The Risks of a Damaged Pedicle

For example A above, you can see how it is clean and smooth. This is what we would expect from a normal shed. Although, in example B you can see how much a portion of the pedicle was broke off with the antler. This injury can have lasting effects. A small pedicle injury may not be deadly; although, an injury as large as example B will have a lasting effect for years to come and has a high chance of leading to a brain abscess. The deformity that this will cause will affect not only the looks of the buck but also his ability to fight other bucks during the rut. So even if you use an antler trap and managed to get the sheds from your number one buck that you just missed this year, congratulations, you just messed up his rack for life. Not to mention, his chances of breeding are significantly decreased.

Other Reasons Why You May Not Want to Use Shed Traps

Scouting Opportunities

When hunters use antler shed traps it puts all the importance on getting the shed. Half of the value you get from shed hunting is getting out on the property. Not only is scouting much more fun, but it also provides the opportunity to find new trails, bedding areas, possible feeding areas, scrapes, rubs and dead deer from the year before. Finding dead skulls is a major success in shed hunting, and lets you know which bucks you should not expect the next season. Scouting is arguably the most important step of a successful whitetail harvest. If you are just baiting bucks to a corn pile, you will not discover these things and will put yourself at a large disadvantage.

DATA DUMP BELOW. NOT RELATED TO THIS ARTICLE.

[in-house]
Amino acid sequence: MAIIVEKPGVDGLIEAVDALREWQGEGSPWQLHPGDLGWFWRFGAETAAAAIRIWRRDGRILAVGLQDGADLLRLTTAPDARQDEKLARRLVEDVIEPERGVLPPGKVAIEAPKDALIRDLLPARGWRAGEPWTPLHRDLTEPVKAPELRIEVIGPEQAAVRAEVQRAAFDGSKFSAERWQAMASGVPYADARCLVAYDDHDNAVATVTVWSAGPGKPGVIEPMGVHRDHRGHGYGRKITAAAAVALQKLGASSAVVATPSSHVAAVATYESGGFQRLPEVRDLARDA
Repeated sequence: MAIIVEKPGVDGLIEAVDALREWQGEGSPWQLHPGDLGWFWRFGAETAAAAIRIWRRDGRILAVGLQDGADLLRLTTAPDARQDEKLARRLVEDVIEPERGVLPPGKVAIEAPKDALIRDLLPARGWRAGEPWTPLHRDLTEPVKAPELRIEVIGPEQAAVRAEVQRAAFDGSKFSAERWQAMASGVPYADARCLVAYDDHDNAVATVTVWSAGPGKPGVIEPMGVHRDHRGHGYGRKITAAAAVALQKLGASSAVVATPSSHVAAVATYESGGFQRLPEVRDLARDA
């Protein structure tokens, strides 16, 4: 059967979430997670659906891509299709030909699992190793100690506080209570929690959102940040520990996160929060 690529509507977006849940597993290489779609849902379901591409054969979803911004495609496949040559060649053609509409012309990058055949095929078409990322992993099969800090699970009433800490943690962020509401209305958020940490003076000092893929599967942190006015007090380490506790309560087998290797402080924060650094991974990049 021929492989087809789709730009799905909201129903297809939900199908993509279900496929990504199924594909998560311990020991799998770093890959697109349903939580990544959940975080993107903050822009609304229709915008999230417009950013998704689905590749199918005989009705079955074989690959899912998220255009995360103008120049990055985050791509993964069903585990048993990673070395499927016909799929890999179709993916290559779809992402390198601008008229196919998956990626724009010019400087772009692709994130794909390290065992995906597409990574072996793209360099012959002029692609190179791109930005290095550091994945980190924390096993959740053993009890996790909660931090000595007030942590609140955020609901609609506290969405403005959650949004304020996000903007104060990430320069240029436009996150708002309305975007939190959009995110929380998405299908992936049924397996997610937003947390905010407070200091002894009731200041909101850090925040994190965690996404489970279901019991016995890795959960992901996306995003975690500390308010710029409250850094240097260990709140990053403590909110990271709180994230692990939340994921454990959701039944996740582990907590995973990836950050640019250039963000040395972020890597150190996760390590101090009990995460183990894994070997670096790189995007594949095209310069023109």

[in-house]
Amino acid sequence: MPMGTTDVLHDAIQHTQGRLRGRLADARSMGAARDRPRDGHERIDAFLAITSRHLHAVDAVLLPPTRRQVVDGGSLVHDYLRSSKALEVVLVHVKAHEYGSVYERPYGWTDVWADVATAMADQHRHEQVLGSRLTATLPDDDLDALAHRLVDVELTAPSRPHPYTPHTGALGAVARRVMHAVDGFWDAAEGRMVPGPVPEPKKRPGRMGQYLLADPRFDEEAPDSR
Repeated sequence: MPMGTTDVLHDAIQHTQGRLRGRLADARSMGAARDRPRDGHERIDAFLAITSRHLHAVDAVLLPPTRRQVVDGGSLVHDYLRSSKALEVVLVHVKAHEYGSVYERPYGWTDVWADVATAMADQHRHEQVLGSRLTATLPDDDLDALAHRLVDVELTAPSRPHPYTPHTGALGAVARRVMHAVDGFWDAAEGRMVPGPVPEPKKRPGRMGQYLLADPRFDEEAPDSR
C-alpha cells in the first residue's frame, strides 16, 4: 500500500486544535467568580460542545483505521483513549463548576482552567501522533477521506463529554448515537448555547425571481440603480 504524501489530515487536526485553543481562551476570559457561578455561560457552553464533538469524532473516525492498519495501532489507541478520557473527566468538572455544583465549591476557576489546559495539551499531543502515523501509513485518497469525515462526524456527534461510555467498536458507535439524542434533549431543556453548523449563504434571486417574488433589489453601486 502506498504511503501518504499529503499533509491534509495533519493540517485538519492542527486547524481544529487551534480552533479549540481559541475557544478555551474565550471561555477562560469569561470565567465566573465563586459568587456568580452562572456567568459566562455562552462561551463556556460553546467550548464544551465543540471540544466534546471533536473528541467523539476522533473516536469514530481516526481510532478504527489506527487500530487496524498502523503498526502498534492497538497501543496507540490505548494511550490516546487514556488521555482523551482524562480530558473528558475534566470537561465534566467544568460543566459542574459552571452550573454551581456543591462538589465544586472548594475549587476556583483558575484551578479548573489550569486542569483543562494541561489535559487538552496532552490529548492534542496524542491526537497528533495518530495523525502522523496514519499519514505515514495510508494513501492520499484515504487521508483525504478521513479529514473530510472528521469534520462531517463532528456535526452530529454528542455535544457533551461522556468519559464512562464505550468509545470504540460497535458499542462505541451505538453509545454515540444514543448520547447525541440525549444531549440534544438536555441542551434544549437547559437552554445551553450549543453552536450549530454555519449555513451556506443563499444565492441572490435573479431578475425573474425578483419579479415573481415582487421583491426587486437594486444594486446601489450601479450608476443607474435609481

RELATED POST: WHY DO BUCKS RUB TREES?

Legality

You may also want to stay away from shed traps because they include a form of baiting/feeding deer. I tried my best to make a list of states where it is illegal to do this, though some states allow the baiting/feeding of deer, you are not allowed to hunt over the bait. Those states were omitted from the list because hunters do not hunt over shed traps. So, in my research, using a shed trap is illegal in the following states:

  • Colorado
  • Illinois
  • Parts of Michigan
  • New York
  • Rhode Island
  • Vermont
  • Parts of West Virginia
  • Parts of Wisconsin

Though I made this list, I ALWAYS suggest you check with your local DNR to confirm for yourself. Never trust a non-government website with legal matters.

Other Shed Hunting Methods

The Old-Fashioned Way

Walking through your property is a great way to find sheds. It gives you a bonus of scouting, which can make you more successful the next year. Shed hunting this way is also an amazing opportunity to get your kids introduced to the outdoors and hunting. You can use shed hunting to show them the ins and outs of scouting, and what goes into whitetail hunting. Some of the best memories with my father are when we were out in the woods scouting. So if you have little ones, do not pass up the opportunity to take them with you. Always remember “miles make piles”.

RELATED POST: BECOMING A GOOD SHED HUNTER